## Anna’s Homework

### January 31, 2020

Our solution iterates through all the elements in the array, accumulating their counts in a hash table, then iterates through the hash table, outputting all those elements that appear *n*/3 or more times (though the problem doesn’t say so, there may be two such items, and we want to find both); total time is O(*n*) for the pass through the array and no more than O(*n*) for the pass through the hash table, for a total time of O(*n*), and no more than O(*n*) space for the has table if all the elements are distinct:

(define (anna xs) (let ((ht (make-eq-hashtable)) (n (length xs))) (let loop ((xs xs)) (if (pair? xs) (begin (hashtable-update! ht (car xs) add1 0) (loop (cdr xs))) (call-with-values (lambda () (hashtable-entries ht)) (lambda (keys vals) (let loop ((k 0) (result (list))) (if (= k (vector-length keys)) result (if (< (/ n 3) (vector-ref vals k)) (loop (+ k 1) (cons (vector-ref keys k) result)) (loop (+ k 1) result))))))))))

> (anna '(1 1 2 2 1 1 1 5 6 7)) (1) > (anna '(1 1 1 1 2 2 2 2 3 4)) (2 1) > (anna '(1 2 3 4 5)) ()

If you’re clever, you can cut off the loop on `xs`

early when it becomes impossible to reach *n*/3. It is not possible to solve the problem in O(1), as one commenter replied.

You can see the program at https://ideone.com/fltzDn, but it doesn’t run because the version of Scheme at Ideone doesn’t supply R6RS-style hash tables.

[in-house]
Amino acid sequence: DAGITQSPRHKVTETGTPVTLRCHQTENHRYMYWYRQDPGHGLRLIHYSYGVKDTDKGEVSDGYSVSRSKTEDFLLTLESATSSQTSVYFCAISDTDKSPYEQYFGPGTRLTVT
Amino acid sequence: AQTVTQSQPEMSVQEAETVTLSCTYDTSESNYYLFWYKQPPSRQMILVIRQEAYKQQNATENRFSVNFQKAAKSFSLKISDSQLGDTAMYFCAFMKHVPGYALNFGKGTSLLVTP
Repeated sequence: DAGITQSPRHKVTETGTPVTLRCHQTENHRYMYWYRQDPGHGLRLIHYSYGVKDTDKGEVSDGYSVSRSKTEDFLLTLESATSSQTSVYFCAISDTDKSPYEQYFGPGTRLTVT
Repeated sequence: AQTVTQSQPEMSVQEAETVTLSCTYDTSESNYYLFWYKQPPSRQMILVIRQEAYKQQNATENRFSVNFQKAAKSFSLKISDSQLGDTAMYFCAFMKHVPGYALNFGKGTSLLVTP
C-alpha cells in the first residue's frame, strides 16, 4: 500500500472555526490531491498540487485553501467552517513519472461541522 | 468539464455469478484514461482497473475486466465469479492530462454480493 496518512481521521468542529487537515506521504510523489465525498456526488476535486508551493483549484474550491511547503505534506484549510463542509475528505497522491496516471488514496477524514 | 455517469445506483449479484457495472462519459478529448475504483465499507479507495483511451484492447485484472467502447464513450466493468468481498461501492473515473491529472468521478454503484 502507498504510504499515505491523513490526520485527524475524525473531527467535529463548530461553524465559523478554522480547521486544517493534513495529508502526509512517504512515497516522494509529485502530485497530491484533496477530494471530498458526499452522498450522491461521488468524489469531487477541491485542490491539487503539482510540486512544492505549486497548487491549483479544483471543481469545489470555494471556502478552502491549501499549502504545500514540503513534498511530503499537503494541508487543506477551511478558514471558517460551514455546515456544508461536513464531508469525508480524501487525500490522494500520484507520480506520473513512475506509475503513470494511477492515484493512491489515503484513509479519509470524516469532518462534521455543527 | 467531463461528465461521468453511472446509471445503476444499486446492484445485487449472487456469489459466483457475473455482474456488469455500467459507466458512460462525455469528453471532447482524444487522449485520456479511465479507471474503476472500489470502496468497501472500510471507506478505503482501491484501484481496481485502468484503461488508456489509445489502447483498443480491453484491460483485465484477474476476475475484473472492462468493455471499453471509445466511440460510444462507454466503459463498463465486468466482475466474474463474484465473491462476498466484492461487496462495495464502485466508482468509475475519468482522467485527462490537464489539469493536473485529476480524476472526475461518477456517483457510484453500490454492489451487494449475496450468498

Here is my take on this in Julia: https://pastebin.com/xv0xnX5d

I’m not sure if the code is optimal, but I’m open to suggestions on how to improve it.

Have a nice weekend!

Here is a simple solution in R7RS Scheme plus a few helpers from

popular SRFIs. The algorithm is the same as the one by

@programmingpraxis, but the implementation is a bit more general

(although it should probably include a item-hash argument too) and

tries to use built-in procedures as much as possible. It is O(n) with

the usual caveat about hash tables.

Output:

I haven’t checked it, but https://stackoverflow.com/questions/14955634/number-which-appears-more-than-n-3-times-in-an-array has an algorithm that claims to be O(1) space – it’s a variant on the Boyer-Moore majority voting algorithm that is definitely OK.

Here’s a solution in Python.

Output:

I used

`Fraction`

to avoid floating points. Here’s a simpler solution (same output).Here’s that O(1) algorithm, which does seem to work, plus a test program that generates random inputs to be checked.

Klong version

Klong version #2 – Need to measure number of matches to length of list, and not an arbitrary number